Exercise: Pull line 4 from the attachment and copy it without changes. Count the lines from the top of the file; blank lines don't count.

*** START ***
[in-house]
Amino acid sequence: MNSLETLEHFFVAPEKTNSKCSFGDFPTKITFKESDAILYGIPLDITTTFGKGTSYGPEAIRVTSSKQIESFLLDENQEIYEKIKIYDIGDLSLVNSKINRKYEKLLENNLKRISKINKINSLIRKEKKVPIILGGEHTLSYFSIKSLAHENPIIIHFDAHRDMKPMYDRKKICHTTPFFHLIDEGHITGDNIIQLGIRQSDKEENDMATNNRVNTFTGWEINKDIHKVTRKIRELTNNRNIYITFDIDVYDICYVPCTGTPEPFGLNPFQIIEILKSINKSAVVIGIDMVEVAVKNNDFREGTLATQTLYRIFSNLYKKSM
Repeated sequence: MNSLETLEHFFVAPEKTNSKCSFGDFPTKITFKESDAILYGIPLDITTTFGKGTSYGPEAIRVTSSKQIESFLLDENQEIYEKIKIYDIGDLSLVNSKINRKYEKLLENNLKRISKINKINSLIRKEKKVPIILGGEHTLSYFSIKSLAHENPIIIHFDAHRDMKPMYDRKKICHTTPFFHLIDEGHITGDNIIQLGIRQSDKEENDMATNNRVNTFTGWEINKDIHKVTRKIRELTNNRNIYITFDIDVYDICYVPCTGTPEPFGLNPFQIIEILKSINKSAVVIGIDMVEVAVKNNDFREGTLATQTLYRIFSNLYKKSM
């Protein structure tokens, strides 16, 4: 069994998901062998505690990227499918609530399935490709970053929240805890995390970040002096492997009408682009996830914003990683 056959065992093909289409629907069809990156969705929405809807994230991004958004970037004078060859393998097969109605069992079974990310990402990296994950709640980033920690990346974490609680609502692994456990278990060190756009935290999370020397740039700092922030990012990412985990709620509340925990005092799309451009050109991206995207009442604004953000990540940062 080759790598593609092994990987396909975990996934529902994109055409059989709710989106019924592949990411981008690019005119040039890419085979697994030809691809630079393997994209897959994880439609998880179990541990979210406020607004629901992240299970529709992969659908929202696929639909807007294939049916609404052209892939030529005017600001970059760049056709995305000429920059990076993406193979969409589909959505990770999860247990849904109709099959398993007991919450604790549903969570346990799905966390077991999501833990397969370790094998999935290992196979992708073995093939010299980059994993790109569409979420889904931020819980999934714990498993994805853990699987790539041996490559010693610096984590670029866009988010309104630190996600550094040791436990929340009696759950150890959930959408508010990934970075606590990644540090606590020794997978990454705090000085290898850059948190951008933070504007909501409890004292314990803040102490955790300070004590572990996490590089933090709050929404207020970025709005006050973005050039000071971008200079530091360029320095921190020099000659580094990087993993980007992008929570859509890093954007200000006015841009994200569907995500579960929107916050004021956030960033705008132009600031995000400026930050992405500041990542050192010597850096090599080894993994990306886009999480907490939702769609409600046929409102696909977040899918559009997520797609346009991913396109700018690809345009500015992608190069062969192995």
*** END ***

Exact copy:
């Protein structure tokens, strides 16, 4: 069994998901062998505690990227499918609530399935490709970053929240805890995390970040002096492997009408682009996830914003990683 056959065992093909289409629907069809990156969705929405809807994230991004958004970037004078060859393998097969109605069992079974990310990402990296994950709640980033920690990346974490609680609502692994456990278990060190756009935290999370020397740039700092922030990012990412985990709620509340925990005092799309451009050109991206995207009442604004953000990540940062 080759790598593609092994990987396909975990996934529902994109055409059989709710989106019924592949990411981008690019005119040039890419085979697994030809691809630079393997994209897959994880439609998880179990541990979210406020607004629901992240299970529709992969659908929202696929639909807007294939049916609404052209892939030529005017600001970059760049056709995305000429920059990076993406193979969409589909959505990770999860247990849904109709099959398993007991919450604790549903969570346990799905966390077991999501833990397969370790094998999935290992196979992708073995093939010299980059994993790109569409979420889904931020819980999934714990498993994805853990699987790539041996490559010693610096984590670029866009988010309104630190996600550094040791436990929340009696759950150890959930959408508010990934970075606590990644540090606590020794997978990454705090000085290898850059948190951008933070504007909501409890004292314990803040102490955790300070004590572990996490590089933090709050929404207020970025709005006050973005050039000071971008200079530091360029320095921190020099000659580094990087993993980007992008929570859509890093954007200000006015841009994200569907995500579960929107916050004021956030960033705008132009600031995000400026930050992405500041990542050192010597850096090599080894993994990306886009999480907490939702769609409600046929409102696909977040899918559009997520797609346009991913396109700018690809345009500015992608190069062969192995």